As a car owner, you may be familiar with the term “salvage title”. This distinction is used to label cars that have incurred serious damages; so serious, in fact, that the repair costs surpass the car’s value.
With automotive hail damage being a major risk to car owners in Colorado, you may be wondering if salvage titles can be assigned to hail-damaged cars. Given that a salvage title and a hail designation have different impacts on your ability to resell a car, clarifying the difference between the two is important.
Here, we’ll talk about salvage titles and automotive hail damage designations as they relate to Colorado car owners.
What’s a Salvage Title?
When an insurance provider deems a car to be a complete loss, it’s labeled as a “salvage title” vehicle. This usually means that the car has incurred such severe damage that the cost to repair it would exceed the total value of the car. In this scenario, the insurance company will usually repossess the vehicle.
A car with a salvage title can’t be registered, sold, or driven. However, the insurance company may opt to sell the salvage vehicle to an auto dismantler or repair shop. The repair shop may repair or rebuild it, then resell it to an interested buyer. However, the car will retain its salvage title so that the buyer knows that it was severely damaged.
Salvage Titles in Colorado
It may be possible to get your car retitled if it’s been labeled as a salvage vehicle. The goal here would be to get your vehicle marked as a “rebuilt” car, rather than a salvage one.
To get your car retitled, you would have to complete a salvage title form. This form asks for specific details about your car and its condition. The Colorado salvage title form is available online from the Colorado Department of Revenue (Division of Motor Vehicles).
The next step in getting your car retitled would be to complete a professional inspection. The inspection would be carried out by the Colorado Department of Motor Vehicles. Then, a police officer will need to conduct the Verification of Vehicle VIN to check that none of the parts of the vehicle are stolen. This verification process will include parts that were added in the restoration of the vehicle.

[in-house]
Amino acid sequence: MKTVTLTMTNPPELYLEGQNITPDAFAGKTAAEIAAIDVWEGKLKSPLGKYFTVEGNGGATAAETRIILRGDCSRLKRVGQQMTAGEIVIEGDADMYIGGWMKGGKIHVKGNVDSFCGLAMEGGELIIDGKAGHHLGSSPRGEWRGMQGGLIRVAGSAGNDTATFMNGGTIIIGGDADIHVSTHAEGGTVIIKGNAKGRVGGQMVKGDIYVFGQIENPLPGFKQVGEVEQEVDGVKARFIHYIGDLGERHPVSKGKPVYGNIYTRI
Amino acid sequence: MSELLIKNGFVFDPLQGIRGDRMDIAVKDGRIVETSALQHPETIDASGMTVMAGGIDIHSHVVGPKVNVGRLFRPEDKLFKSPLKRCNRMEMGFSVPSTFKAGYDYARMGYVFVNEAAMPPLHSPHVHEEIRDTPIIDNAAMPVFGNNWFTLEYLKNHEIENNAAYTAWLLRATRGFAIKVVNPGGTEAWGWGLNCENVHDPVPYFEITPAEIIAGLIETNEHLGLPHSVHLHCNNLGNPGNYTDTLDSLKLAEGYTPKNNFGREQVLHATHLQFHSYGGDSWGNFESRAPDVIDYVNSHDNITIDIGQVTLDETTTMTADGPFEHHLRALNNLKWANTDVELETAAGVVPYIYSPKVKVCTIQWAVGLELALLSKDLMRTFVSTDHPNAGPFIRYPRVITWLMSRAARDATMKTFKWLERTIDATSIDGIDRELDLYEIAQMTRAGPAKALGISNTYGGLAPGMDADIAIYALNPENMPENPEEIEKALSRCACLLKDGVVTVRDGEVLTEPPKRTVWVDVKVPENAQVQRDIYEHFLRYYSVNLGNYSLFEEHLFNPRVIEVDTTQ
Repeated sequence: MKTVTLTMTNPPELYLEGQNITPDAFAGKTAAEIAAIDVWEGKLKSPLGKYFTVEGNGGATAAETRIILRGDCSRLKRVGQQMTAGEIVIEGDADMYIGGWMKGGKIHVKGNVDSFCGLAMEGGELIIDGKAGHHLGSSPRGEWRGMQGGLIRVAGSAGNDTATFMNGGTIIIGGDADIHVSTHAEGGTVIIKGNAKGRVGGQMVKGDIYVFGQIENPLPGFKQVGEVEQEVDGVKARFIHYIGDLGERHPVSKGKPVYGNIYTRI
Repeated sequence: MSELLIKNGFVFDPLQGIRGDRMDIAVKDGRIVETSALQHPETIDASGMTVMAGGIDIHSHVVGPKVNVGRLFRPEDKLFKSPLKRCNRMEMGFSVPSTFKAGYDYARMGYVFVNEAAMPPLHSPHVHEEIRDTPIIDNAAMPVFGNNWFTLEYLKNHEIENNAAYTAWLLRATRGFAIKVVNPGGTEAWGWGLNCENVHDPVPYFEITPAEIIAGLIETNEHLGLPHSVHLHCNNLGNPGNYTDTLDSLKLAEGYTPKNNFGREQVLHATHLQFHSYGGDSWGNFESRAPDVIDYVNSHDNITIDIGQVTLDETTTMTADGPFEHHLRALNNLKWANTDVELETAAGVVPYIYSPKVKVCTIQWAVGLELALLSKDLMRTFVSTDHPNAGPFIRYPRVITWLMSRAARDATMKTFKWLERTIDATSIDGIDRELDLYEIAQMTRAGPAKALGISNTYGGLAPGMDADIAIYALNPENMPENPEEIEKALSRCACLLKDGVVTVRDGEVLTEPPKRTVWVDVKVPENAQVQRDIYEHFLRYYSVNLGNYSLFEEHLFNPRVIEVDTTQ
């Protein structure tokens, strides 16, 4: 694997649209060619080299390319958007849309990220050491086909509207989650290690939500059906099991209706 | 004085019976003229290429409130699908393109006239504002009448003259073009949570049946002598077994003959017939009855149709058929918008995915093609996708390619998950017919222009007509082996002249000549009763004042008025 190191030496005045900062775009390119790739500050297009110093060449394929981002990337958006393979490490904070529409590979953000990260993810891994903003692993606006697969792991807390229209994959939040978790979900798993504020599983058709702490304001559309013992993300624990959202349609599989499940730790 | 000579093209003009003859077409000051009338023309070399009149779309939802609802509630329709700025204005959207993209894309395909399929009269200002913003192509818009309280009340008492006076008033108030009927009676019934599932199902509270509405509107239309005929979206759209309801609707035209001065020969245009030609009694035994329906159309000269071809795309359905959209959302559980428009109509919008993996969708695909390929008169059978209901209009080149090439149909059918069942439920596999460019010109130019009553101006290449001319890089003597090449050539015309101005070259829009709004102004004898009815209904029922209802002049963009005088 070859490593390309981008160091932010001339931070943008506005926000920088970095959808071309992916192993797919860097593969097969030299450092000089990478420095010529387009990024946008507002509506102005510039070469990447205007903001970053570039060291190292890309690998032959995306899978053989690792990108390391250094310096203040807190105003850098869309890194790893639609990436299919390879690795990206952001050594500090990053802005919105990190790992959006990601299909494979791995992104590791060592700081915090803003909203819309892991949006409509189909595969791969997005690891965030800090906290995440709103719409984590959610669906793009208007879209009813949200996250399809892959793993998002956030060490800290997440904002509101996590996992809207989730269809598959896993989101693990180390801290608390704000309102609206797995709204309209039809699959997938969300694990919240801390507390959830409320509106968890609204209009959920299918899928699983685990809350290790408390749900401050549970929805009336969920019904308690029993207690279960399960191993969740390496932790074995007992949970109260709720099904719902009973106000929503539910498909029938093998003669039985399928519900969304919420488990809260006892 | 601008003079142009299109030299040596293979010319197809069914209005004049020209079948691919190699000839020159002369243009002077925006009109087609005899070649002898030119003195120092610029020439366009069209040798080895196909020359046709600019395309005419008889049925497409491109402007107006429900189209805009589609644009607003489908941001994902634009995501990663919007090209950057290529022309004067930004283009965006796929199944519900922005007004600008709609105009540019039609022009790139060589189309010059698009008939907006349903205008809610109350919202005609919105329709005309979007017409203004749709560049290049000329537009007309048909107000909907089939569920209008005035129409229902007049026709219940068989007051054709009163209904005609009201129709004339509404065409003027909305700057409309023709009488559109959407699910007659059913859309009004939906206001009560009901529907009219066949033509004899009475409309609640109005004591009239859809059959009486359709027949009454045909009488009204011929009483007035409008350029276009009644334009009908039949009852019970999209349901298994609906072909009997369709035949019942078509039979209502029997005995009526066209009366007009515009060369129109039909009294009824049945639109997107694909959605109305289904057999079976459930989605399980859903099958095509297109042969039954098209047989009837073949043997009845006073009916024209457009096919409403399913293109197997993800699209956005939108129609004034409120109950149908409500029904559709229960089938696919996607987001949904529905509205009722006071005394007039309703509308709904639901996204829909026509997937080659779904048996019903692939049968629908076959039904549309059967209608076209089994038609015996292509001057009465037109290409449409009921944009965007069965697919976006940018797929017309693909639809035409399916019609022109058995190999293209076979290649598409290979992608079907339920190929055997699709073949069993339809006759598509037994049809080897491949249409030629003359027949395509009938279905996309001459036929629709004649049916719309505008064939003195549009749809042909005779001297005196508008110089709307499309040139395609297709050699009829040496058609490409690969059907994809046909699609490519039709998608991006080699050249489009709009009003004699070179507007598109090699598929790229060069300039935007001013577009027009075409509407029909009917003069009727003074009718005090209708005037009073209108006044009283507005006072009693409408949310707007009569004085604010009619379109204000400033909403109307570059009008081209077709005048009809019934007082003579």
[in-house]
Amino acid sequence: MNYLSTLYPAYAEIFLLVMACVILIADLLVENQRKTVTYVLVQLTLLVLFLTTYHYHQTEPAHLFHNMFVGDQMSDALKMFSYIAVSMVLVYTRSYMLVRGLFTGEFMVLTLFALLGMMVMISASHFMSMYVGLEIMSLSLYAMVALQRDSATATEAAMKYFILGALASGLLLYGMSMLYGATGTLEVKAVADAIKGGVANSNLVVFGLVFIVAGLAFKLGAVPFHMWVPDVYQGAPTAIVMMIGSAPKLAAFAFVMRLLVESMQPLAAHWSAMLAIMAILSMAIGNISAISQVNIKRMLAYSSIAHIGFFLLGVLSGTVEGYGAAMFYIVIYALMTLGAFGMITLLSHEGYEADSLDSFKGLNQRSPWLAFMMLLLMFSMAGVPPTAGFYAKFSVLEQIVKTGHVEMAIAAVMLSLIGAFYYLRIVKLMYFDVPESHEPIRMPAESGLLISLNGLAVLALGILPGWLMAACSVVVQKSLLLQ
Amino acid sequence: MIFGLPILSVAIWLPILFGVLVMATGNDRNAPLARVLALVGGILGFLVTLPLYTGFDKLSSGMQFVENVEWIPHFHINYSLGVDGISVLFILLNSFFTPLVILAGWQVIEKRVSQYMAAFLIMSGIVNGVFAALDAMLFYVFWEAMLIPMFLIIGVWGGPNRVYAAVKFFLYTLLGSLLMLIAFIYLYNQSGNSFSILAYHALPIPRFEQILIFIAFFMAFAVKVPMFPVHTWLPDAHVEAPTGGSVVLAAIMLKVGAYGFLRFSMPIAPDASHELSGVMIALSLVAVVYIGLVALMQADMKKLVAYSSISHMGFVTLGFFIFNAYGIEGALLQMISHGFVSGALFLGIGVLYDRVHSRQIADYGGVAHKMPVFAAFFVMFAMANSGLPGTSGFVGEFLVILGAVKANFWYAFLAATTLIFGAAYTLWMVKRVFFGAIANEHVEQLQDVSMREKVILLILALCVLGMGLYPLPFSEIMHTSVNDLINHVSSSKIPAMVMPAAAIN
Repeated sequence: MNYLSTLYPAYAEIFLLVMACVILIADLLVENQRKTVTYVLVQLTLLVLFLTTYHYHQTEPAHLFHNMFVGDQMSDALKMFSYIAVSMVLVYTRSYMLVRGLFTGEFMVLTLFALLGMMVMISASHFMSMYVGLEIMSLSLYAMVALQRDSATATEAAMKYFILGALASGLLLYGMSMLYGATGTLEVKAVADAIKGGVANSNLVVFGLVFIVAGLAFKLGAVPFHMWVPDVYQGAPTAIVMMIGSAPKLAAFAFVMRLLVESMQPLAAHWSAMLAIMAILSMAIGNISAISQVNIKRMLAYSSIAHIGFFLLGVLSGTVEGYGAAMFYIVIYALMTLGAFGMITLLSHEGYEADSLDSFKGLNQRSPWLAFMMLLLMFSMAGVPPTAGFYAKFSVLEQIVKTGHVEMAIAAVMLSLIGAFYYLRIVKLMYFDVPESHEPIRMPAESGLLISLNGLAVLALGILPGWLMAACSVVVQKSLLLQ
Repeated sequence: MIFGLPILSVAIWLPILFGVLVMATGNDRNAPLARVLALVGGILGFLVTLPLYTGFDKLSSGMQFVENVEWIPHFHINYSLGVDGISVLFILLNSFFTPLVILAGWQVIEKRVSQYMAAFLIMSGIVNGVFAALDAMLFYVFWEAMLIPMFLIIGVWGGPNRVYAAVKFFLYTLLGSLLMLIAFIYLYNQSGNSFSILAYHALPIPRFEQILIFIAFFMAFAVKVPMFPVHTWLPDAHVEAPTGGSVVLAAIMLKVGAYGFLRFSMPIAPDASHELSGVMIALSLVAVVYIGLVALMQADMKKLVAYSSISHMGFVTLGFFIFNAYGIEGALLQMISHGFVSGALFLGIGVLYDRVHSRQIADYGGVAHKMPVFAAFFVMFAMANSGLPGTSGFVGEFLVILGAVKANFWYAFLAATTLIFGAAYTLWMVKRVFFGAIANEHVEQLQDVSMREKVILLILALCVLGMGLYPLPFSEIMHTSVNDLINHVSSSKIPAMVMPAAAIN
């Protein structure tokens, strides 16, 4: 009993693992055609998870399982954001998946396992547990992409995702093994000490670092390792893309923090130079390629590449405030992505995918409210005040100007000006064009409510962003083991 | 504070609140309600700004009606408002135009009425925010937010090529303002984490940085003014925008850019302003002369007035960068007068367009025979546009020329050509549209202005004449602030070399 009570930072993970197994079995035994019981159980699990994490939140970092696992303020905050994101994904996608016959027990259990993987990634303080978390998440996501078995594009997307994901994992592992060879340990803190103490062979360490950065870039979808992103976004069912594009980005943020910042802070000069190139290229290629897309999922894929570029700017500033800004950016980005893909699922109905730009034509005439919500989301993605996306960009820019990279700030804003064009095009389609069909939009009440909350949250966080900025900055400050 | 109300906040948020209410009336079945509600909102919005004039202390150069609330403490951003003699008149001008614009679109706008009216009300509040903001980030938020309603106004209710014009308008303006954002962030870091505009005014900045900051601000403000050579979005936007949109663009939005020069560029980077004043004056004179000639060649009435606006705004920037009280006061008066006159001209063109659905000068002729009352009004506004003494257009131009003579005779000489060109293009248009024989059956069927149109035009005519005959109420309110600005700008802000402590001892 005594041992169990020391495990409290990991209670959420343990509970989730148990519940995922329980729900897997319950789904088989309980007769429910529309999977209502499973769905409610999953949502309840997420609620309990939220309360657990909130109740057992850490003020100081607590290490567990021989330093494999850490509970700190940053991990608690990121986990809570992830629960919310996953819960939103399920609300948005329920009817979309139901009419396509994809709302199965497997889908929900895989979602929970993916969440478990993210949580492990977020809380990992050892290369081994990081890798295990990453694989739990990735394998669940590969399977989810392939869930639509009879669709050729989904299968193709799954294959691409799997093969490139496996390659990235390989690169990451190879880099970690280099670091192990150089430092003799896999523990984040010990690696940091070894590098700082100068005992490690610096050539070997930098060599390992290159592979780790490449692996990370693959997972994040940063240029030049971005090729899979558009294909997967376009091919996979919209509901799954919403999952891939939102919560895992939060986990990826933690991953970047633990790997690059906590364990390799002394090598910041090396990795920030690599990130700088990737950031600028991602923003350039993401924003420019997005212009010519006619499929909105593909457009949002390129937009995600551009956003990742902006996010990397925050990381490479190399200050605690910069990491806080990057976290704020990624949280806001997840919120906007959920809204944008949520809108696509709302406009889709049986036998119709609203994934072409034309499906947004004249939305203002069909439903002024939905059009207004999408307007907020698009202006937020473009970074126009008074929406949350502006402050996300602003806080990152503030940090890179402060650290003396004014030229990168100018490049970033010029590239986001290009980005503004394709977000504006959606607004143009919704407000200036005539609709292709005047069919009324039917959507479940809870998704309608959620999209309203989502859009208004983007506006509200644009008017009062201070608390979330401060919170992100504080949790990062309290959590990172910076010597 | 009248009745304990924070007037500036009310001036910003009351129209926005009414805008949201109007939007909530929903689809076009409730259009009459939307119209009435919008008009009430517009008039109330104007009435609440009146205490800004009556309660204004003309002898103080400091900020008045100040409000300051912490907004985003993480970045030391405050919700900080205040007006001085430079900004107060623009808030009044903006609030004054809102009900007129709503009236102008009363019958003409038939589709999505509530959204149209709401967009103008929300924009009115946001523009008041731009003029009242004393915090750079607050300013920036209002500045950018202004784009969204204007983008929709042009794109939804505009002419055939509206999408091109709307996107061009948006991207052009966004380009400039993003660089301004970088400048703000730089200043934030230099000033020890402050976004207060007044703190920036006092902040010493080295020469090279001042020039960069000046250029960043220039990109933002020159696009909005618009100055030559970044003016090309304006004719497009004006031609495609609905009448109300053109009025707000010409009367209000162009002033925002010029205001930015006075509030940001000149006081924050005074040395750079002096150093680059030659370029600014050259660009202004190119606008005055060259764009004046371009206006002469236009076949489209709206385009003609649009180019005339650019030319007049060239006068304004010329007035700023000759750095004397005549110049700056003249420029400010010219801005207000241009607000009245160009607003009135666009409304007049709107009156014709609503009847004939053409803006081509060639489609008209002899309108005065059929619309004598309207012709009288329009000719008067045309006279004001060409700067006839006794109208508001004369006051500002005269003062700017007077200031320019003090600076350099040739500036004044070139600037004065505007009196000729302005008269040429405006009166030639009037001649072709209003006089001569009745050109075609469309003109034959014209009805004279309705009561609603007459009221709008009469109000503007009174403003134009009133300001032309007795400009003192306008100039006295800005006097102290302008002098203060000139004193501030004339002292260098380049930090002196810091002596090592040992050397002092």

When it comes to salvage titles for automotive hail damage, rules vary from state to state. While some states allow hail-damaged cars to be marked with a salvage title, others offer specific hail designations. When you consider that other reasons for salvage titles include severe collision damage, flooding damage, and fire damage, it’s clear to see why hail damage designations are important.
State hail designations are used to label cars that were totaled due to automotive hail damage. In short, hail designations are used to separate hail-totaled vehicles from vehicles that were totaled in car collisions, fires, or floods. With a hail designation, rather than a salvage title, your vehicle’s title remains unmarked, potentially making it easier to resell. But, note that any interested buyers will be informed that the car incurred severe automotive hail damage.
Does Colorado Allow Hail Designations?
In Colorado, hail damage isn’t considered a type of damage that can qualify a vehicle for a salvage title. Collision, fire, flood, accident, and vandalism (among others) are the main types of damage that can earn a car a salvage title in Colorado.
Tips For Buying a Hail-Damaged Car
Salvage titles and hail designations help inform potential buyers about the car that they’re looking to purchase. If you’re considering buying a car with a hail designation or rebuilt title, keep these important tips in mind:
- Talk to your insurance company before making the purchase. What will your auto coverage look like with this vehicle?
- Review the paperwork that was required in the retitling process. These documents will give you invaluable information about the prior condition of the car, as well as the repairs. It’s likely that many parts were replaced (and, therefore, like new) in the restoration process.
- Consider whether you want to resell the vehicle that you purchase. If so, a car with a rebuilt title is likely not the best choice.